From Visionary to the Fringe
I knew it probably wasn’t true. But it was fascinating and mysterious—far more entertaining, thought-provoking and strangely concrete than the ethereal 2001: A Space Odyssey. Shortly thereafter, I returned to the same movie theater to see In Search of Noah’s Ark, the 1976 documentary presenting the alleged rediscovery of the wooden fragments of the biblical ark on Mount Ararat. “This may be the most incredible film you will ever see,” its narrator promised. “But the facts that will be presented are true.” It may as well have been the voice of Velikovsky, the guru with a strange scholarly posture inspiring bold rereadings of a distant past.
Born into a wealthy Russian Jewish family in 1895, Velikovsky experienced a peripatetic education that took him to many places—Moscow, Montpellier, Edinburgh and ultimately Vienna, where he studied with one of Freud’s disciples. His ambitions to make his mark on the intellectual world grew with his move to Berlin in the 1920s. There, Velikovsky collected and published the writings of leading Jewish intellectuals in his arcanely titled, grandiosely presented Scripta universitatis atque bibliothecae Hierosolymitanarum. Though he failed to enlist Freud in this venture, he did persuade Einstein to edit the sections on physics and mathematics. Velikovsky would later take credit for founding Hebrew University, one of many occasions when his inflated sense of importance got the better of him. His vision of a Zionist intellectual project crystallized into a personal plan of action that led him to emigrate to Palestine with his family in 1924. In the land of his biblical forefathers, Velikovsky continued to pursue medicine and psychoanalysis, boldly elaborating his own interpretation of Freud’s dreams.
The seeds of his historical cosmology seem to have germinated while he read Freud’s final work, Moses and Monotheism, in Tel Aviv in 1939. Freud proclaimed the Old Testament prophet to be the last of the great Egyptian theosophists. Eager to refute him, Velikovsky set about trying to prove that the Egyptian pharaoh Akhenaten was actually the Greek Oedipus; it was the first step in rethinking the universal origins of history. With absolutely no training in the reading of Mesopotamian cuneiform tablets, Velikovsky dug into a century’s worth of scholarly arcana. He chose New York as the location for a sabbatical, disembarking on Ellis Island with his family shortly before the outbreak of World War II. Freud died two months later in London, so Velikovsky never had the pleasure of hearing what the great psychoanalyst thought of his efforts to reinterpret Freud’s synthesis of psychoanalysis and history. A temporary stay of less than a year stretched into a lifetime of exile in America.
Early in the project, Velikovsky’s research took an unexpected turn. Seeking to confirm the historical reality of Exodus, he read the modern translation of the Ipuwer Papyrus and began to consider the potential correlation between ancient Egyptian catastrophes and biblical plagues: What had caused them, and were they indicative of a common pattern across cultures? After consulting Columbia anthropologist Franz Boas, he explored the records of ancient Mesoamerican civilizations. Velikovsky’s quest led him from the textual and archaeological challenges of deep history to the empirical findings and theoretical underpinnings of astrophysics, geology and paleontology. There, too, he found his greatest inspiration in historical sources, namely the scientific literature of the late seventeenth through early twentieth centuries, which lay neglected and largely forgotten in the stacks of the Columbia University library. Science’s past inspired his new vision of the present.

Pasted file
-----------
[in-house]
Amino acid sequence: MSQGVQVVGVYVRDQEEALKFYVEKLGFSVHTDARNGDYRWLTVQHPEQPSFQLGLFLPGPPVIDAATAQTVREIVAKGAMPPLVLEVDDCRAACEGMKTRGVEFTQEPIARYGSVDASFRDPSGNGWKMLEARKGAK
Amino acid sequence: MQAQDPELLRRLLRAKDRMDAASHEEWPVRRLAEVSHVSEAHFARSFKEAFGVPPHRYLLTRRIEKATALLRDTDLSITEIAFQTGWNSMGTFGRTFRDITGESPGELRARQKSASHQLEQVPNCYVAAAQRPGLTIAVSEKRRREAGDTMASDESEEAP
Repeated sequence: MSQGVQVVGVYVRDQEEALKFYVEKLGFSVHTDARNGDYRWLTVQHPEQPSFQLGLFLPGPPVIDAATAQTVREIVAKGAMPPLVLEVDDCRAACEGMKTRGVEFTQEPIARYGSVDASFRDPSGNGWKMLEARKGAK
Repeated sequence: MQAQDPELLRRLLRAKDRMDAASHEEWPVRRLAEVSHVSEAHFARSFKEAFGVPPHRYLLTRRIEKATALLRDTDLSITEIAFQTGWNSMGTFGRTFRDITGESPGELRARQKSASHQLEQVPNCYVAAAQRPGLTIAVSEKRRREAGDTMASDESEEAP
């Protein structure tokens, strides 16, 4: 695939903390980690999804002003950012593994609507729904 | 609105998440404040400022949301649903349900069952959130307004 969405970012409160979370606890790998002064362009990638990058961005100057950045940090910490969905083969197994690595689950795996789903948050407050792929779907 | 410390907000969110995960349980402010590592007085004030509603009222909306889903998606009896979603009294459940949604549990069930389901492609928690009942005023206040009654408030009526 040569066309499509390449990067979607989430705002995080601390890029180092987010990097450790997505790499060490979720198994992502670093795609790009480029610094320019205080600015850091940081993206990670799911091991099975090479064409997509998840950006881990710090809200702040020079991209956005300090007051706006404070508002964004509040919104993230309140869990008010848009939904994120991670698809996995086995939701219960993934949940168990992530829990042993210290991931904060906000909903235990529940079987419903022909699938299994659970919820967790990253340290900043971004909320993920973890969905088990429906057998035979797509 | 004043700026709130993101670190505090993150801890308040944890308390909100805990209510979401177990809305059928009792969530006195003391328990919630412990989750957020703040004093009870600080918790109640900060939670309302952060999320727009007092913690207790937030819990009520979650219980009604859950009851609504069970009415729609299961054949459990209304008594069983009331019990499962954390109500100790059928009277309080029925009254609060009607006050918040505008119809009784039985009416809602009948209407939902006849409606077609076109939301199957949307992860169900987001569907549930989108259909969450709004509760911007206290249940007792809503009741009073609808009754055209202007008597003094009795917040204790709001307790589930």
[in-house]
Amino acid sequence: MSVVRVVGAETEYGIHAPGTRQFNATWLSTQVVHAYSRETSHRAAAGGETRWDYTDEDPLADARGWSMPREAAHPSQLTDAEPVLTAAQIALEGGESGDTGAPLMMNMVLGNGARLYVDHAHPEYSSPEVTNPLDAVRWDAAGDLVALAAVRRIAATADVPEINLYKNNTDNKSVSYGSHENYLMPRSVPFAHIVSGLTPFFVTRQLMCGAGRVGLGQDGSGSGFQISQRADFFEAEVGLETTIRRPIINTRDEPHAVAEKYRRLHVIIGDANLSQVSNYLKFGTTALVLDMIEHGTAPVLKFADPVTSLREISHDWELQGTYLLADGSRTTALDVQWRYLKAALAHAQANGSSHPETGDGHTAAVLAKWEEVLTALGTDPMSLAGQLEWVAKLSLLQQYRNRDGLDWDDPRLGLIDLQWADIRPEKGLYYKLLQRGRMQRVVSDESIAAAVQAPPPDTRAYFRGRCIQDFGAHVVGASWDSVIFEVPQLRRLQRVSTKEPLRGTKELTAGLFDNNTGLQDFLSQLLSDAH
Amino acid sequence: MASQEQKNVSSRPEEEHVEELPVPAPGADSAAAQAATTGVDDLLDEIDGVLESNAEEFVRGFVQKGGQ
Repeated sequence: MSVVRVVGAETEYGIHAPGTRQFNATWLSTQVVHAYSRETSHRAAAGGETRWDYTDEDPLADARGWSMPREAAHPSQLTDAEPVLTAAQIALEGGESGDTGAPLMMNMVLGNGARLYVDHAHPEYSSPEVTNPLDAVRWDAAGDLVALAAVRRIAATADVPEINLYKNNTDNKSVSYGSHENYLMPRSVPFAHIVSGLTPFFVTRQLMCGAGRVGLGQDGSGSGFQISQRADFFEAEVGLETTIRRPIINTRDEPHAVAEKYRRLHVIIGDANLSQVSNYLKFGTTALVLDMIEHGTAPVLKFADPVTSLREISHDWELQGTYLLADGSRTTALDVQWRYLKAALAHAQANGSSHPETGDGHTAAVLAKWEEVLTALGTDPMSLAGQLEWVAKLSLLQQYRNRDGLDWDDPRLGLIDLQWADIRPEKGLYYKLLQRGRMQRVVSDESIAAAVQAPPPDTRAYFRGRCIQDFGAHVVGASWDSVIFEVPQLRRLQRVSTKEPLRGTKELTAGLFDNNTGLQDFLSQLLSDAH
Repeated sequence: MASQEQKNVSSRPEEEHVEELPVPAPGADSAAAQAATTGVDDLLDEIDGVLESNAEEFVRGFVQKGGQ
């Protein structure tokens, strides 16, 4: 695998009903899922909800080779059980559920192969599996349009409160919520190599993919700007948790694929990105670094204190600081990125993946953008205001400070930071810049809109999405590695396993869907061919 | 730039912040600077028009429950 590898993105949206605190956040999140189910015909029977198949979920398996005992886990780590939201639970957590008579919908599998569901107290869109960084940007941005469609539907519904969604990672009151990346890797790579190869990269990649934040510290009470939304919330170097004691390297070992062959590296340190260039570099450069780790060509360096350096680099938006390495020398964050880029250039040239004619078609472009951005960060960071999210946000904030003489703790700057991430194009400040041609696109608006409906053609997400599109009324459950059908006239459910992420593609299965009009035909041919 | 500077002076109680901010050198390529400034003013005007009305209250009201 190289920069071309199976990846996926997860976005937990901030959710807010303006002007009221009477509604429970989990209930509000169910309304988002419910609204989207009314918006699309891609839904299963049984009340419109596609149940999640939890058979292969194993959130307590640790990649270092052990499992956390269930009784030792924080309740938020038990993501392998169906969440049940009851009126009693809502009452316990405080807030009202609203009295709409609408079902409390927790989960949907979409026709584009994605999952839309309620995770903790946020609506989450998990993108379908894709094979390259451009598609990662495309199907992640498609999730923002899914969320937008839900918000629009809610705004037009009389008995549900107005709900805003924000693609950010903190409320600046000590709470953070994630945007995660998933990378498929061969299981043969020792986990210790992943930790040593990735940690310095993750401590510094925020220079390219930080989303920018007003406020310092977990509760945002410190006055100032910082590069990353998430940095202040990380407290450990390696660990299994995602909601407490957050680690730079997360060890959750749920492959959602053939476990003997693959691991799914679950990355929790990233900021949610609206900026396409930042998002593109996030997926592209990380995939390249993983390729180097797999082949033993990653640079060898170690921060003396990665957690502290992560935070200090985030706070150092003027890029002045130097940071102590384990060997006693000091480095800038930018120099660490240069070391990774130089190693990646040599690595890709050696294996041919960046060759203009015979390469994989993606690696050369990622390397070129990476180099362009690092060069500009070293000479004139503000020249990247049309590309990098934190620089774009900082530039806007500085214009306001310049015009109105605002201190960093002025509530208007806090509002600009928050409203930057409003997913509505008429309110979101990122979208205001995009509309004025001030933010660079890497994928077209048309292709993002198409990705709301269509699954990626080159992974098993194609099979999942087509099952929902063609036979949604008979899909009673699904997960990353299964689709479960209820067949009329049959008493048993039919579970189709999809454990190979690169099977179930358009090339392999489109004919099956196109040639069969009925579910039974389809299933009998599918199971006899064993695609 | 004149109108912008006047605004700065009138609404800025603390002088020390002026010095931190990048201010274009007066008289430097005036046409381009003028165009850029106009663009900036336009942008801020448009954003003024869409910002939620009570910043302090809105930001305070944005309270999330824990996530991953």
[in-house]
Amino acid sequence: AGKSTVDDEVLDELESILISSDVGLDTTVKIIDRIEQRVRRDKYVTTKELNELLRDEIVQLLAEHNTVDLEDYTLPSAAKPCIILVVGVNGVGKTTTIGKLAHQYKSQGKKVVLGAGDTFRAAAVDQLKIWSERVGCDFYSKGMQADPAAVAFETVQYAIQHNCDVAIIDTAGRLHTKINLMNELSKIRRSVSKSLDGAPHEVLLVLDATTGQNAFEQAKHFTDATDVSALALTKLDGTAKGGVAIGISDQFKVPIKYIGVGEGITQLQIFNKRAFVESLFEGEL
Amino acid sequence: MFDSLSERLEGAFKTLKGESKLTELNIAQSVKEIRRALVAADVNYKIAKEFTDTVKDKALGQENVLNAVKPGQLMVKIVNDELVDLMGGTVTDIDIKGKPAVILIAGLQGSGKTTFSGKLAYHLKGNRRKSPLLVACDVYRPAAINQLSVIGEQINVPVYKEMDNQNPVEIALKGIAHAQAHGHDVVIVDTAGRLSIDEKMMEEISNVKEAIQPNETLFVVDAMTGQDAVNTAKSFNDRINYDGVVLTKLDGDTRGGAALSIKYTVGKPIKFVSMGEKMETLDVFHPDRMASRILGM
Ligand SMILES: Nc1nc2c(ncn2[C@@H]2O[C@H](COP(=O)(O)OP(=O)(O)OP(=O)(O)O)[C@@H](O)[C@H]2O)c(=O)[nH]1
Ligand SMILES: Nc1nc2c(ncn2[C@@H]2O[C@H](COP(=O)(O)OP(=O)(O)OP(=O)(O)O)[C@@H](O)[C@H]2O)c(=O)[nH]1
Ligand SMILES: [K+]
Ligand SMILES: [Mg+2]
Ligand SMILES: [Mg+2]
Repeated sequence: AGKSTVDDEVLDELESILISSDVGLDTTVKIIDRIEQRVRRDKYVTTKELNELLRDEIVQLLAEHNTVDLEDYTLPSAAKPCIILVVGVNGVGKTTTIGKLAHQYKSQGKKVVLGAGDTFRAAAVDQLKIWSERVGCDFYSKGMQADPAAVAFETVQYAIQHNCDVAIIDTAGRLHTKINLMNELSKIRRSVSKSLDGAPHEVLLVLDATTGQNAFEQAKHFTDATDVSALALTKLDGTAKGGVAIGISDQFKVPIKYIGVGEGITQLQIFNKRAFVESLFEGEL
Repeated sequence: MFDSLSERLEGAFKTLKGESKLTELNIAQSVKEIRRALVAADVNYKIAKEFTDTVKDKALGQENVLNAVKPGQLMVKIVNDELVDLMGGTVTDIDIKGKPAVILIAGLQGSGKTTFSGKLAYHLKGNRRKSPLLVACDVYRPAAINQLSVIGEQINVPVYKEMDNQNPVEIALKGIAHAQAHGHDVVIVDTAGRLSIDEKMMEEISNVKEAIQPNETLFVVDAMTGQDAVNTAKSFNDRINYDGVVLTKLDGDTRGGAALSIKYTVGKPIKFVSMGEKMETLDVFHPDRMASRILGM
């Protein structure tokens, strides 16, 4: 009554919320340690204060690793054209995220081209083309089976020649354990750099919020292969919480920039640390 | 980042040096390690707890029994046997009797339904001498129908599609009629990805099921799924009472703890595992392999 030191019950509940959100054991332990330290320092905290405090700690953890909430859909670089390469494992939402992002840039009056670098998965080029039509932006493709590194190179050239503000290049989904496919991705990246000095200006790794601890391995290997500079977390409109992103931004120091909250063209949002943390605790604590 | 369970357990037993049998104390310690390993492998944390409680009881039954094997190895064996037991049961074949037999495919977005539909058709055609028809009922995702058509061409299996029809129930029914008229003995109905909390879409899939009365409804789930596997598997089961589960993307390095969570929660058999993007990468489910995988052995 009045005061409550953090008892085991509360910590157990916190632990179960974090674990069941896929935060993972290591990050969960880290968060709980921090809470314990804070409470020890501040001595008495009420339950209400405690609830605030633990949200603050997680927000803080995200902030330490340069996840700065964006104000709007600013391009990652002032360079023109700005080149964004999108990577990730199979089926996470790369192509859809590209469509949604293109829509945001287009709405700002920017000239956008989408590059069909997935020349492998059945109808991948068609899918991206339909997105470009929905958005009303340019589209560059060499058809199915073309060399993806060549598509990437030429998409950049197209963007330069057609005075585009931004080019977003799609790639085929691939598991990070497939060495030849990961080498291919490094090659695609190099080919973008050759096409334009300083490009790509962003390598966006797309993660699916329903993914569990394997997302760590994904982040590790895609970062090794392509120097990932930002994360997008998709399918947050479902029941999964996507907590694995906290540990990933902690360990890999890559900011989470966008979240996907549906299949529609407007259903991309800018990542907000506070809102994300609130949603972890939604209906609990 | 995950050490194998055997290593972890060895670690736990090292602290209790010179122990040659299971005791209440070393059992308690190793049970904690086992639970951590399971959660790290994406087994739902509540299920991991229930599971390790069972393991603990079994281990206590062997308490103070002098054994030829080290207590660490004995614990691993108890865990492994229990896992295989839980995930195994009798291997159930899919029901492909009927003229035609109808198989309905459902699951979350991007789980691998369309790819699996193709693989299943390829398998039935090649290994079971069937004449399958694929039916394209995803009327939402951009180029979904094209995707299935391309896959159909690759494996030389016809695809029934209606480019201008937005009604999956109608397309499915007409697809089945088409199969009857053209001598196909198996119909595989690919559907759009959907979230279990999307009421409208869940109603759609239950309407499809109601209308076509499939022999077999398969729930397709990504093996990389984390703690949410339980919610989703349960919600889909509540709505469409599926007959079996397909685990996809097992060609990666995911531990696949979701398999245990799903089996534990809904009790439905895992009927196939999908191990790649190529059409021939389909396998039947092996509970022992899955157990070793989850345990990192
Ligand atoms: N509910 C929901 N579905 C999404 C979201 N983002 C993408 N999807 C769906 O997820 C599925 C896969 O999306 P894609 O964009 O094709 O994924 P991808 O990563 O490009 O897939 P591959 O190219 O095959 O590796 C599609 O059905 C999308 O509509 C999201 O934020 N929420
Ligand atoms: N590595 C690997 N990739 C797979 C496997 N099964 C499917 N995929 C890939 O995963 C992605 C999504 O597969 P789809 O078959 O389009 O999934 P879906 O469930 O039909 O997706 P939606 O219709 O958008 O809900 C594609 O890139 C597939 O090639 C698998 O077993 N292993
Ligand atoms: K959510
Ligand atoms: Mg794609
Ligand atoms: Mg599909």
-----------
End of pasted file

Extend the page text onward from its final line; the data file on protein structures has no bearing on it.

Velikovsky later observed that he rarely met professors in the library, lamenting the narrowly defined limits of their erudition in comparison with the breadth of his own. He read musty tomes that experts considered hopelessly out of date, attempting to absorb something from every possible domain of knowledge. In defense of his methodology, Velikovsky declared himself a historian and not a scientist, while nevertheless proclaiming the revolutionary importance of his findings for science. Historical data became his tool for rethinking science, though since Velikovsky failed to meet the empirical standards of either subject or to demonstrate his competence in basic research skills to expert satisfaction, neither discipline embraced him. However, scholarly disapproval has never been a serious impediment to public acclaim (consider the case of Trofim Lysenko or Malcolm Gladwell). Indeed, it became the cornerstone of his reputation as an anti-establishment figure, a latter-day Giordano Bruno or Galileo willing to be condemned as an intellectual heretic for defying authorities in pursuit of truth.
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Gordin treats Velikovsky’s “pseudoscience” as a mirror image of science. Briefly defined, a pseudoscience is that which seems scientific to non-specialists but not to the majority of specialists. It is a particularly interesting category wherever science is powerfully authoritative yet not immune to criticism. Velikovsky’s being labeled the greatest pseudoscientist of his age became a test of expertise in an era in which the status of expert opinion was increasingly cast into doubt—from Senator Joseph McCarthy’s public assault on the left-leaning politics of certain scientists to the growing liberal unease with science as an arm of government, enmeshed in secret projects that might bring about a nuclear Armageddon. Velikovsky was responding to the vibrant culture of American science, filled with talented minds, vastly ambitious projects, and a lingering anxiety about the world it had wrought during World War II. He wrote a history for his own times that was also a critique of contemporary science.